Trip to Hot Springs, 1890 This journal tells the fascinating tale of a two month vacation trip to Hot Springs (near Thermopolis), taken by seven men, women and children from the Laramie Peak area. Of special interest is the time spent camping at the Hot Springs. Written by Mary Ferguson; no date. ALHN-WYO EXCLUSIVE

Trip to Yellowstone, 1905 One hundred years ago, a visit to Yellowstone National Park was still unusual enough that those who made the journey frequently wrote of their experiences for the folks back home. Written by James Klindt; published in the Sheridan Post in 1905.  ALHN-WYO EXCLUSIVE

Central Wyoming

Doc Middleton, Road Agent and Bandit Add "murderer, horse thief and saloonkeeper" to "road agent and bandit," and you get a more complete picture of the character of James Riley, aka "Doc Middleton." This outlaw out of Texas wreaked havoc in Wyoming from the 1870s until his death in 1914. Author unidentified; no date.  ALHN-WYO EXCLUSIVE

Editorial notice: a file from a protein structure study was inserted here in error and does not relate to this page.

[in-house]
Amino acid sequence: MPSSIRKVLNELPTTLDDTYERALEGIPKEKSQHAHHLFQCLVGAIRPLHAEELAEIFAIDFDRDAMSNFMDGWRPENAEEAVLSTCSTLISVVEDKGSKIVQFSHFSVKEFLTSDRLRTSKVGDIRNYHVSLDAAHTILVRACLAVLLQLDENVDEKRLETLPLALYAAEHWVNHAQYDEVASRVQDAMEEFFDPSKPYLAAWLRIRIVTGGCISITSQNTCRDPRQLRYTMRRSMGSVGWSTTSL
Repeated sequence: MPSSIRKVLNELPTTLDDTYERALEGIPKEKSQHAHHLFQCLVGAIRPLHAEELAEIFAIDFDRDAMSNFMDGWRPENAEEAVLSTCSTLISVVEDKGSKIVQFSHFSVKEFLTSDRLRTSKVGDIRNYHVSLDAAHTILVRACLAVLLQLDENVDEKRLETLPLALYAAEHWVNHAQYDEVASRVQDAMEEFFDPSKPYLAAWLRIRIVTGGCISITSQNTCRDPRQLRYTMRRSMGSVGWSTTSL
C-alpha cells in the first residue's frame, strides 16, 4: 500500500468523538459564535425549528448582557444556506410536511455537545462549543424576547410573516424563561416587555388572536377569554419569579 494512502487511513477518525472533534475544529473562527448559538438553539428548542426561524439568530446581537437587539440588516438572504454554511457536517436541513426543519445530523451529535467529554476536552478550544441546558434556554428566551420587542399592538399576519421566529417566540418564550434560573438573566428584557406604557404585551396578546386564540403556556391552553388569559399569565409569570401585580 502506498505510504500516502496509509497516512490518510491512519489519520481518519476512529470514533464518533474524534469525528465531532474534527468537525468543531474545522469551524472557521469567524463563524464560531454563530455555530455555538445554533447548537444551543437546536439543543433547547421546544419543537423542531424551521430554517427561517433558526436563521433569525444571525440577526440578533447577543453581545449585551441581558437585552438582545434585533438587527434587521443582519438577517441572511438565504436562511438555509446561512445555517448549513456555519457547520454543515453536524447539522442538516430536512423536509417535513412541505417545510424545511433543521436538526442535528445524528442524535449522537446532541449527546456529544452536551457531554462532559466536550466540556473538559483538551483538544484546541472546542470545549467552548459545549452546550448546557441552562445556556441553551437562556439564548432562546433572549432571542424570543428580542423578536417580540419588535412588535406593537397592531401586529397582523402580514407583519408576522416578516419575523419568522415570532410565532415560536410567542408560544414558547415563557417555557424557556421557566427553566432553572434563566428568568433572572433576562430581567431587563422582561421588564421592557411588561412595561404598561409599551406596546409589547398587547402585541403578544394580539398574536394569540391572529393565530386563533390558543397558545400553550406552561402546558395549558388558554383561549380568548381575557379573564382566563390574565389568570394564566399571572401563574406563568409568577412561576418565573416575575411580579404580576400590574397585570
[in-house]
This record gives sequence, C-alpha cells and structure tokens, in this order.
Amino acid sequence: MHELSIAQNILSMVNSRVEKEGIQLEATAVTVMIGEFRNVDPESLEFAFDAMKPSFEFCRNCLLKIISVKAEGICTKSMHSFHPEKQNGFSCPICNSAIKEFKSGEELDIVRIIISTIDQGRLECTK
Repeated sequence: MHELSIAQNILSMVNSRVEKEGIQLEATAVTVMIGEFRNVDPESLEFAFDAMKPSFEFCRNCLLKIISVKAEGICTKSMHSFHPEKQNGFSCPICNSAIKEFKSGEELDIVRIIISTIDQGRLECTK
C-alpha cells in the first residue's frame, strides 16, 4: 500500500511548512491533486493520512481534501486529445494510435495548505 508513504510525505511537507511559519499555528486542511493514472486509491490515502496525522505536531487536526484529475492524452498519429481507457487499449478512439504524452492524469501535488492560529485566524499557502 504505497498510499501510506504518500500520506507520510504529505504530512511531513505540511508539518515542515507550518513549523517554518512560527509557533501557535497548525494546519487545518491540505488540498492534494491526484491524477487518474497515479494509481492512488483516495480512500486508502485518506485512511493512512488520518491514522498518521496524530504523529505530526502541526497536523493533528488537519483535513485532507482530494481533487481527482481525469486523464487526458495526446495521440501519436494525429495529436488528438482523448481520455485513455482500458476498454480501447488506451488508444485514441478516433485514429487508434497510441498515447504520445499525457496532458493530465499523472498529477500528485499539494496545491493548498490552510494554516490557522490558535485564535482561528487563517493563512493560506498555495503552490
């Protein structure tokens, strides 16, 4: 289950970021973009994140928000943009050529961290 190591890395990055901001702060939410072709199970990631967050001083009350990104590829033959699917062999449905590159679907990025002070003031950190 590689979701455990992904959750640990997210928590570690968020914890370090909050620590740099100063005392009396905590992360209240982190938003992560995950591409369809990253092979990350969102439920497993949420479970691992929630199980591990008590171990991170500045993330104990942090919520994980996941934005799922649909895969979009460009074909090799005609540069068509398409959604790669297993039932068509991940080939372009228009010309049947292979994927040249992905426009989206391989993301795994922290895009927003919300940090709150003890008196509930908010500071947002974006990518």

Keeline Family Starting with a couple thousand head of Texas cattle in 1874, the Keeline outfit had grown to over 10,000 head by the time it moved from Nebraska to Niobrara County in 1877. Unpublished manuscript written by "an unidentified member of the Keeline family;" no date.  ALHN-WYO EXCLUSIVE

Naming of the Kirtley Post Office Located in Niobrara County, Kirtley (originally Pleasant Ridge) was one of dozens of small post offices that popped up in Wyoming in the 1890s and, later, quietly disappeared. Written by U O Kirtley; no date. ALHN-WYO EXCLUSIVE

Wicked Past of Lusk Revealed From "promiscuous shootings" to "soiled doves," these snippets from back issues of the Lusk Herald show how lively times could be in a frontier town! Compiled by Russell Thorpe; published in the Enterprise; no date. ALHN-WYO EXCLUSIVE

Wyoming Bandit Gang's Yell Same as Western Doughboy's Battle Slogan Various stories have been told about the origins of the phrase "Powder River, Let 'Er Buck." This one gives credit to Kid Curry and his gang of Hole in the Wall outlaws. Written by Powder River Bill; published in the Sheridan Post in 1922. ALHN-WYO EXCLUSIVE

Southeastern Wyoming

Across the Laramie Plains In a Boat This is the story of an adventurous turn-of-the-century (1899-1900) float trip down Wyoming's Big Laramie River in a custom-made wooden boat. Written by "The Woman;" published in the Laramie Boomerang in 1900. ALHN-WYO EXCLUSIVE